Eoin looked at her seriously. “Yes,” he said. “But think for just a moment. They’ve just proved they’re not interesting in killing. They’ve stolen from you, but you have time to steal it all back.”
Tiernan looked at him sideways, trying not to let the depth of his doubt roll over his face. Idis held her breath, swallowed hard, watched Eoin for a long moment. Finally, her shoulders curled forward a little, the smallest sign of defeat that Tiernan had ever seen, and she let out her breath in silence. Wesson watched and slowly he nodded.
“I’ll talk to the others,” he said.
“Do it quickly,” Eoin said. Tiernan stared at him, almost stopped him for the cold briskness in his tone. “We need to be moving tonight.”
It took a moment for Wesson and Idis to gather themselves enough to wander back into the crowd behind them. Tiernan waited for them to slowly move away, nodding once when Wesson looked back over his shoulder. Then he turned to Eoin, eyebrows raised.
“When did you start giving out orders?” he asked quietly.
Eoin looked back evenly. “We need to go.”
“I’m getting that,” Tiernan said.
Eoin glared at little at his too-calm tone. “We need to keep ahead of the word that these red bands don’t hold the king’s approval anymore,” he said. He ran a rough hand through his hair, but his tone had lowered to match Tiernan’s. “We should give them out to everyone here. It might help move us across the mountains.”
“All right,” Tiernan said.
“There’s just nothing to do here, Tiernan,” Eoin said. His caught its edge and let it go again. “I thought they might be able to surprise Vardeck’s guard by coming back at them so soon. I thought they might just be able to stand up and plant their feet and claim what was theirs.” He laughed breathlessly at himself. “You know, like we used to do when we were kids?”
“I don’t think I’ve gotten that to work for me since I was about twelve,” Tiernan said slowly.
“But it seemed like the place for it,” Eoin said. “You know? Like they could look back at two kings who thought they could release and blithely recapture three hundred keimon, shake their heads and… I don’t know. Laugh?”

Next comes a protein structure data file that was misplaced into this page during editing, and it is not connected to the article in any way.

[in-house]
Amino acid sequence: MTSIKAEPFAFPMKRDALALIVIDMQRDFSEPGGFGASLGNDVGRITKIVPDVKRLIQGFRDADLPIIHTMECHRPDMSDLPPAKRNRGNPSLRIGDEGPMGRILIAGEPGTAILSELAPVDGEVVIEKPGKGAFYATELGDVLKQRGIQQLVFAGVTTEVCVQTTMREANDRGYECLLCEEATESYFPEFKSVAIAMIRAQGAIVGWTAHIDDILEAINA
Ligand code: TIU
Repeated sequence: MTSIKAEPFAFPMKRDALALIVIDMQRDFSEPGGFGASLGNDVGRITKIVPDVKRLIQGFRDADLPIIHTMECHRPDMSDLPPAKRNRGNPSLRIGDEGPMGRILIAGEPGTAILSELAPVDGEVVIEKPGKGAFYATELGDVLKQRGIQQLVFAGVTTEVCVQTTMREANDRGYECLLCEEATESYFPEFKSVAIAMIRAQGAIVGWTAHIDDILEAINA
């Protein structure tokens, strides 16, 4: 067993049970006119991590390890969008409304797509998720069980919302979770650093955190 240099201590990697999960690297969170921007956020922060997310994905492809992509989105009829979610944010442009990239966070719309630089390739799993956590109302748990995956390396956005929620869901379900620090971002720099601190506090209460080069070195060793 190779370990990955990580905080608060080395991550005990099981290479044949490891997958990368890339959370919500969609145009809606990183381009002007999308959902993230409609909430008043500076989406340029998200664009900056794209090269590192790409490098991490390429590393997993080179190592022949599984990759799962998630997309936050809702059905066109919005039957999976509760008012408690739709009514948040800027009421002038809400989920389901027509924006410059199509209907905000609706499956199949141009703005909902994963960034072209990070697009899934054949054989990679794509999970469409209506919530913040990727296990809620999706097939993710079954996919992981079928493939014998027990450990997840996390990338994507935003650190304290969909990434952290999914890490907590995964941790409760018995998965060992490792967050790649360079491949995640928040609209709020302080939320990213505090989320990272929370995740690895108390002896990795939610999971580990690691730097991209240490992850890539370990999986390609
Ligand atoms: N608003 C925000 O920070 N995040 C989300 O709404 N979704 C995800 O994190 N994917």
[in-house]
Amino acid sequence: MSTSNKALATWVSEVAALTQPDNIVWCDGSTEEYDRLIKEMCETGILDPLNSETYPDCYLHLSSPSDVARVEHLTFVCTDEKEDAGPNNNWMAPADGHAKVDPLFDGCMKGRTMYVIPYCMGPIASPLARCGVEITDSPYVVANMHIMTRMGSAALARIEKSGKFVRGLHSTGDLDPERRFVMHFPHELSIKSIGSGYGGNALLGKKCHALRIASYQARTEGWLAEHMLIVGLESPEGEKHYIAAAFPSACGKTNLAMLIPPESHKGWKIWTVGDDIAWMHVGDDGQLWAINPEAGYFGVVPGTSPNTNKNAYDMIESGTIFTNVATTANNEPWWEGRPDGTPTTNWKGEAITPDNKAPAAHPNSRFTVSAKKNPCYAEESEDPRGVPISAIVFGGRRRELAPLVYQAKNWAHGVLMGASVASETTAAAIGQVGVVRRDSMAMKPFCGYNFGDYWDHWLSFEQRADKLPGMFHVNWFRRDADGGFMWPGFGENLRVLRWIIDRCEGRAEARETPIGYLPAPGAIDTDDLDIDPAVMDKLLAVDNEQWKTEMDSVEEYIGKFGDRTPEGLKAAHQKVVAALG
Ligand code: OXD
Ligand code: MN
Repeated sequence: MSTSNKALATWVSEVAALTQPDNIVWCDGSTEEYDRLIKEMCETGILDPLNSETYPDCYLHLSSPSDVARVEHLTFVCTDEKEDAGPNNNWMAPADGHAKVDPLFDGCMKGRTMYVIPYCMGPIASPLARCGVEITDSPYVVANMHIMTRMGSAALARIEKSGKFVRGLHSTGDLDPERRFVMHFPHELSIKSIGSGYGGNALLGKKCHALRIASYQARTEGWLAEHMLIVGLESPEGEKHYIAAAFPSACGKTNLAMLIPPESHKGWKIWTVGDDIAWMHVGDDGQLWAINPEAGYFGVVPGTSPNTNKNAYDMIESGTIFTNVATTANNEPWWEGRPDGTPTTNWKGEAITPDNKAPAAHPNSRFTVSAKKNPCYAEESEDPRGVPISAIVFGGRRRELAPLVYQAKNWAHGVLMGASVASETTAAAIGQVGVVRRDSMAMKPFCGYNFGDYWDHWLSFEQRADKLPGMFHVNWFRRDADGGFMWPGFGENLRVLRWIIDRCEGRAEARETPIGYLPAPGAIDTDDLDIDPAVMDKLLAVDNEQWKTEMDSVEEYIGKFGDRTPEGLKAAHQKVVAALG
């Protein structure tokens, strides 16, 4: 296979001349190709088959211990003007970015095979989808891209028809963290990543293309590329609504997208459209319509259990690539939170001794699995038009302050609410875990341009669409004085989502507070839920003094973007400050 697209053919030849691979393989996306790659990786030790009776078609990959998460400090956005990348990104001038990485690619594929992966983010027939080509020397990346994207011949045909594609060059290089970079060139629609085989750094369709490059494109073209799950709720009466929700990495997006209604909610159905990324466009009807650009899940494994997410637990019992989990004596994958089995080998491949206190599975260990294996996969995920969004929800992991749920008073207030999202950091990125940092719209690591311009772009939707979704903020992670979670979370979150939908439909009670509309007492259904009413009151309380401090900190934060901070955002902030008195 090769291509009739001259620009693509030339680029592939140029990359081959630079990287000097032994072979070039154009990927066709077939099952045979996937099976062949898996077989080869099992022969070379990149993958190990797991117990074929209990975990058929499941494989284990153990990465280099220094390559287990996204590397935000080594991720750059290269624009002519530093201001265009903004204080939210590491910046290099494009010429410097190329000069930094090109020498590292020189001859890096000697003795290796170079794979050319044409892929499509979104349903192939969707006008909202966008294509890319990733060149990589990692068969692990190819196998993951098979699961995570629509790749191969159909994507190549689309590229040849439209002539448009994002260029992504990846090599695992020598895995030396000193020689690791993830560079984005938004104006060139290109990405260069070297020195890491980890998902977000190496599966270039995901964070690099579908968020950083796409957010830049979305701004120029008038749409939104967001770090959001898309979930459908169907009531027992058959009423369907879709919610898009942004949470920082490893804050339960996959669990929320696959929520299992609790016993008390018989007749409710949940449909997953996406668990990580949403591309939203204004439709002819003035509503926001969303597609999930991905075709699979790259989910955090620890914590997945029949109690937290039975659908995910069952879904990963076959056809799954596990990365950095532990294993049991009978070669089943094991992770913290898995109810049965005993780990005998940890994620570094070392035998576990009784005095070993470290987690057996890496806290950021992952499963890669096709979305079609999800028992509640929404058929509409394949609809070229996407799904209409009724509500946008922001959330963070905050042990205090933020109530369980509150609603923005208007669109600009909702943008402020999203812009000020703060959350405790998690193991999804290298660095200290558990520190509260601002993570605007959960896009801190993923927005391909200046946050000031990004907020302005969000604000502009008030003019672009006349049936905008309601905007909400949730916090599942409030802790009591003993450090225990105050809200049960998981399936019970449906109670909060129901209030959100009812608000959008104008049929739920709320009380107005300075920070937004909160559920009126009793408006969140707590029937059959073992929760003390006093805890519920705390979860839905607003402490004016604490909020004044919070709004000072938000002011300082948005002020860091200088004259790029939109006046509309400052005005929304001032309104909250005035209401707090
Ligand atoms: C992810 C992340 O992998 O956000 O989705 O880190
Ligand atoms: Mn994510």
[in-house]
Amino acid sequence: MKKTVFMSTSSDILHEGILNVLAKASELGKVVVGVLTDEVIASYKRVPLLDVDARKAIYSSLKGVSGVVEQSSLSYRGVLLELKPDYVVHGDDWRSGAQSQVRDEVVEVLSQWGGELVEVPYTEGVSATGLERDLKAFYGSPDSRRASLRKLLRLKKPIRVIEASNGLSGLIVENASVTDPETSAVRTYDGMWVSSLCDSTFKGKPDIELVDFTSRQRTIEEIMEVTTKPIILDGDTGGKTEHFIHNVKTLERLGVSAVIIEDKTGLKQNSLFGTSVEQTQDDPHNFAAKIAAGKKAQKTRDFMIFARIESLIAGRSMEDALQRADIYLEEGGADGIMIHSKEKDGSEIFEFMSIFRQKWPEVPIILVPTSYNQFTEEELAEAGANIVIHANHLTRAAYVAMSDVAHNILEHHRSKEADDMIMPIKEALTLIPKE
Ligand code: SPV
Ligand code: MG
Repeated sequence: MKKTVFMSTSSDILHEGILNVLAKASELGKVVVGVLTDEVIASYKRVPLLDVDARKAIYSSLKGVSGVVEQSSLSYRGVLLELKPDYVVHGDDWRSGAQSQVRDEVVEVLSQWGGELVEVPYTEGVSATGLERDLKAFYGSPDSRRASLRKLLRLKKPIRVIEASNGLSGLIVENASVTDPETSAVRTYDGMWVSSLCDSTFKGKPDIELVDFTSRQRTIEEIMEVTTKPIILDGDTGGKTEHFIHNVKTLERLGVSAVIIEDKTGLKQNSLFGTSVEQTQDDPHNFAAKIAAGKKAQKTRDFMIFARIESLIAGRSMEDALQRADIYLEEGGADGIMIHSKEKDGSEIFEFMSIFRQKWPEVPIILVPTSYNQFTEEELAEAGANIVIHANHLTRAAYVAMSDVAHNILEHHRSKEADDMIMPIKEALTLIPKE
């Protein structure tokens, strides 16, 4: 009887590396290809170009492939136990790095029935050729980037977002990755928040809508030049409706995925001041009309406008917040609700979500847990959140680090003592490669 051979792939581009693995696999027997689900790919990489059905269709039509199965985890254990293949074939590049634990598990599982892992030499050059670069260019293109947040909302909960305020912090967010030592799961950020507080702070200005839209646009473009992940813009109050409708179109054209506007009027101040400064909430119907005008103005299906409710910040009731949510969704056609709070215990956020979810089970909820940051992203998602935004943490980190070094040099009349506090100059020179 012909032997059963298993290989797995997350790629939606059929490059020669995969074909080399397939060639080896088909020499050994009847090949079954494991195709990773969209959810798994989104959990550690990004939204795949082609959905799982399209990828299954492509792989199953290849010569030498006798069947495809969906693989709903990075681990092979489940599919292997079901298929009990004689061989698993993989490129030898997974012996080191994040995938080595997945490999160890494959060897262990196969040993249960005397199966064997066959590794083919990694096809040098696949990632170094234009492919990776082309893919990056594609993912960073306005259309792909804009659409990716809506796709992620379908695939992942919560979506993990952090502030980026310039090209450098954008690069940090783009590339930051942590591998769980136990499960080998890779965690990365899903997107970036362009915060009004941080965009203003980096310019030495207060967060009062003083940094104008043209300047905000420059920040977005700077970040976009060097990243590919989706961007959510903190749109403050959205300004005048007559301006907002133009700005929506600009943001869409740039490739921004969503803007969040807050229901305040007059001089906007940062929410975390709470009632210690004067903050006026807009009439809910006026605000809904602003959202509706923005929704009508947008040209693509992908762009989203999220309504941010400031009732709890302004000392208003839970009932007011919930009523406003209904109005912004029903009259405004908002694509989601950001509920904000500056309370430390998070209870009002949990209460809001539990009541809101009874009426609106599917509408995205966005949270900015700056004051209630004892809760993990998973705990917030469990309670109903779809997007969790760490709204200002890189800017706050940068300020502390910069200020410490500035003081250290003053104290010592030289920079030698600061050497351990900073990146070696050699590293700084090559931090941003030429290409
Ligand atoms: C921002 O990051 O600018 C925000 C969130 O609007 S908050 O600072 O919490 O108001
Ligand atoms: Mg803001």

Tiernan shook his head.
“You know, they don’t even look trained,” Eoin said. He looked at Tiernan. “Vardeck’s guard.”
“How could they be?” Tiernan said. “He picked up children and put them in barracks. They weren’t raised by other keimon, just by soldiers.”
“But they are trained, somehow,” Eoin said. “That wall was steady yesterday. This one was…” He trailed off thinking. “They held it. It was the most unruly thing I’d ever seen, but I bet from their side, it was calm. They were driving smoke and fire at us, but as long as they held it, they couldn’t have been coughing on it the way we were.”
“There are some tricks you can learn on your own, if you look for them,” Tiernan said.
There was a moment’s pause. Tiernan crossed his arms over his chest, as the breeze picked up. Lifting his head, Eoin turned his face into the wind. His eyes were shut for a moment, then he opened them and scanned westward. The hills continued until they turned to rocking gray mountains on the horizon. On the other side, the sky was cloudy, white streaked with faint blue.
“We need to go home,” Eoin said slowly. “If this is what Vardeck is fielding now, and if he has Madden on his side…”
Tiernan nodded. “Callix needs to know what we’re in for.”
“And we need something more than just planting our feet,” Eoin said without looking at him.
Tiernan took a breath, and let it out, and said nothing.